Convergence test of the series $\sum\sin100n$

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  • Proof that $\lim_{n\to\infty}{\sin{100n}}$ does not exist

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We know that every subgroup of $\mathbb{R}$ is either discrete/cyclic or dense.

Consider the subgroup $G=\left\{100n+2m\pi:n,m\in\mathbb{Z}\right\}$. A simple argument shows that this subgroup is not cyclic (if $\gamma$ was a generator, then $\gamma$ would have to be rational because $100\in G$, but would also have to be irrational because $2\pi\in G$). Thus, $G$ is dense in $\mathbb{R}$.

Therefore, there exists a sequence of distinct elements of $G$ with $\pi/4<|g_k|<\pi/2$, say $g_k=100n_k+2\pi m_k$, and changing $g_k$ by $-g_k$ if necessary, we may assume $n_k>0$. Clearly, the set $\left\{n_k:k=1,2,\ldots\right\}$ is infinite (if not, then the $|g_k|$ would go to $\infty$). But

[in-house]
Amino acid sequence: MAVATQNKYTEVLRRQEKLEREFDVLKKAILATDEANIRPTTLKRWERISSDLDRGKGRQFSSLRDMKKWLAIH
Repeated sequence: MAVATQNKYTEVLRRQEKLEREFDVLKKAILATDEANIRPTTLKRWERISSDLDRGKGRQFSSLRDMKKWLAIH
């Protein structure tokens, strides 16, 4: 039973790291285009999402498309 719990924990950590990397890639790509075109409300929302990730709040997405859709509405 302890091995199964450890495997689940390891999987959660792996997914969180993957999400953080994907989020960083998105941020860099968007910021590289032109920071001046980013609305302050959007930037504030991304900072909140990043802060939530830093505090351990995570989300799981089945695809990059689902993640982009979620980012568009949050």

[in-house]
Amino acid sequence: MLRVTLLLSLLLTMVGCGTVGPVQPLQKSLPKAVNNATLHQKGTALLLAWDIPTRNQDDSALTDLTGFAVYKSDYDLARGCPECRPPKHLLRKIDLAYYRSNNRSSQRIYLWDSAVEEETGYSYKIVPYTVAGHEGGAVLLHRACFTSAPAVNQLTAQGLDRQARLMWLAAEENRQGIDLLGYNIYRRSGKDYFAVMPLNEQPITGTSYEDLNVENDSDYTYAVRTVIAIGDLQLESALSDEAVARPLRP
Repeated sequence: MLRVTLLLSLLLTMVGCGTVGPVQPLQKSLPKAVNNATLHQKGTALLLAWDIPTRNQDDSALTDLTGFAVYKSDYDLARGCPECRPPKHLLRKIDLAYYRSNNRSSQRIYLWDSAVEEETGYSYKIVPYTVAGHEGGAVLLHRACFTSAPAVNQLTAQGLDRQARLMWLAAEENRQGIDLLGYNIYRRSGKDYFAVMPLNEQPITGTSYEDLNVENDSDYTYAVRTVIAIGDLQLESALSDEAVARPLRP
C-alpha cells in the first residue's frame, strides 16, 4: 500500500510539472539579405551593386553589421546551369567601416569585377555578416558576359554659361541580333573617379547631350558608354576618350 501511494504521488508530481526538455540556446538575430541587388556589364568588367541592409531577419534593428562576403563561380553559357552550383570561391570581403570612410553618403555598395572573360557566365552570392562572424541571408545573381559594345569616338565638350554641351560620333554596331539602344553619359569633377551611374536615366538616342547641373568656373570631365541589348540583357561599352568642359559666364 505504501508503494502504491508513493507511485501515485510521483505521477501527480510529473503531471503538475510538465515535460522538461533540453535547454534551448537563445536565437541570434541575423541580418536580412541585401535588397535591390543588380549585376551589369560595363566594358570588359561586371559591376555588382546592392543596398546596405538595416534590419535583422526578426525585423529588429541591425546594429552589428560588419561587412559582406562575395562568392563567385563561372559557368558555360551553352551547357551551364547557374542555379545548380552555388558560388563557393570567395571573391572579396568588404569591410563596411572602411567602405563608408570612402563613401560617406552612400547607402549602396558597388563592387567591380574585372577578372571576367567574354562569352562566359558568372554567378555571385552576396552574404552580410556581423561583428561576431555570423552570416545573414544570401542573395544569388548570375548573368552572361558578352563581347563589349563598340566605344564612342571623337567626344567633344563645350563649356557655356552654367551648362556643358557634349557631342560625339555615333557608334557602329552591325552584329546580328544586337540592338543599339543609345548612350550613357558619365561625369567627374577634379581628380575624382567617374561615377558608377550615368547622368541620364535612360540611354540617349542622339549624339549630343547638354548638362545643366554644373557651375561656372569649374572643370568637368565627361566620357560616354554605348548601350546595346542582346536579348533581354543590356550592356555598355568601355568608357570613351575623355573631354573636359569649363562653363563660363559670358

$$\sin(100n_k)=\sin g_k>\sin\pi/4$$
so there exists infinitely many indices $n_k\in\mathbb{N}$ such that $\sin(100n_k)>\sin\pi/4$, so $\sin(100n)$ does not converge to $0$>

$\sin(100 (n+1)) = \cos(100) \sin(100 n) + \sin(100) \cos(100 n)$. If $\sin(100 n)$ is close to $0$, then $\sin(100 (n+1))$ is not…

$$\begin{align} \cos(100(k+1-1/2)) – \cos(100(k-1/2)) &= -2\sin\left(\frac{100(2k)}{2}\right)\sin{\frac{101}{2}} \\
\cos(100(k+1/2)) – \cos(100(k-1/2)) &= -2\sin(100k)\sin(50.5) \\
\cos(100(n+1/2)) – \cos(50) &= -2\sin(50.5)\sum_{i=1}^{n}\sin(100i) \\
\frac{\cos(50) – \cos(100(n+1))}{2\sin(50.5)} &= \sum^{n}_{i=1}\sin(100i)\end{align}$$

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